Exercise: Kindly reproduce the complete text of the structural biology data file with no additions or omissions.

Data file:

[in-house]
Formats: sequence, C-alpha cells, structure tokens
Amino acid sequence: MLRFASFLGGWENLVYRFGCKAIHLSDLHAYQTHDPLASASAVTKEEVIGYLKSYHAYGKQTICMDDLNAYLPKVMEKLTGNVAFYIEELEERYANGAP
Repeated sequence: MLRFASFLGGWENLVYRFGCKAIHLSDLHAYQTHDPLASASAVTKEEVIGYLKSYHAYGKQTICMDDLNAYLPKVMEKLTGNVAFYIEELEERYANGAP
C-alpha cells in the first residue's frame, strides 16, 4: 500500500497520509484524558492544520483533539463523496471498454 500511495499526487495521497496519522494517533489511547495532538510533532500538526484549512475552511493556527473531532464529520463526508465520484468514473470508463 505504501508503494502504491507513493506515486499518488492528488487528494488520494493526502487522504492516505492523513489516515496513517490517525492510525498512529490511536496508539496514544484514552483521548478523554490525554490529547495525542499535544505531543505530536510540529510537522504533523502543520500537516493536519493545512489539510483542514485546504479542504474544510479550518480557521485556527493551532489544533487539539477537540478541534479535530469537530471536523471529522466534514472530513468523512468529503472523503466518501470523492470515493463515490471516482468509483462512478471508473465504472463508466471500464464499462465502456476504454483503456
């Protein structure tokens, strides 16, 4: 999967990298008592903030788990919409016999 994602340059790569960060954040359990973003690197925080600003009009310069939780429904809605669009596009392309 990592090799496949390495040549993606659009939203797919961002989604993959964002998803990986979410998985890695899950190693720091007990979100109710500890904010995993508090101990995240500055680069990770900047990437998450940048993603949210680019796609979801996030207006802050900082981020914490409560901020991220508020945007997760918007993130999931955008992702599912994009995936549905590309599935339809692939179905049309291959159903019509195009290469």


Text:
[in-house]
Formats: sequence, C-alpha cells, structure tokens
Amino acid sequence: MLRFASFLGGWENLVYRFGCKAIHLSDLHAYQTHDPLASASAVTKEEVIGYLKSYHAYGKQTICMDDLNAYLPKVMEKLTGNVAFYIEELEERYANGAP
Repeated sequence: MLRFASFLGGWENLVYRFGCKAIHLSDLHAYQTHDPLASASAVTKEEVIGYLKSYHAYGKQTICMDDLNAYLPKVMEKLTGNVAFYIEELEERYANGAP
C-alpha cells in the first residue's frame, strides 16, 4: 500500500497520509484524558492544520483533539463523496471498454 500511495499526487495521497496519522494517533489511547495532538510533532500538526484549512475552511493556527473531532464529520463526508465520484468514473470508463 505504501508503494502504491507513493506515486499518488492528488487528494488520494493526502487522504492516505492523513489516515496513517490517525492510525498512529490511536496508539496514544484514552483521548478523554490525554490529547495525542499535544505531543505530536510540529510537522504533523502543520500537516493536519493545512489539510483542514485546504479542504474544510479550518480557521485556527493551532489544533487539539477537540478541534479535530469537530471536523471529522466534514472530513468523512468529503472523503466518501470523492470515493463515490471516482468509483462512478471508473465504472463508466471500464464499462465502456476504454483503456
């Protein structure tokens, strides 16, 4: 999967990298008592903030788990919409016999 994602340059790569960060954040359990973003690197925080600003009009310069939780429904809605669009596009392309 990592090799496949390495040549993606659009939203797919961002989604993959964002998803990986979410998985890695899950190693720091007990979100109710500890904010995993508090101990995240500055680069990770900047990437998450940048993603949210680019796609979801996030207006802050900082981020914490409560901020991220508020945007997760918007993130999931955008992702599912994009995936549905590309599935339809692939179905049309291959159903019509195009290469």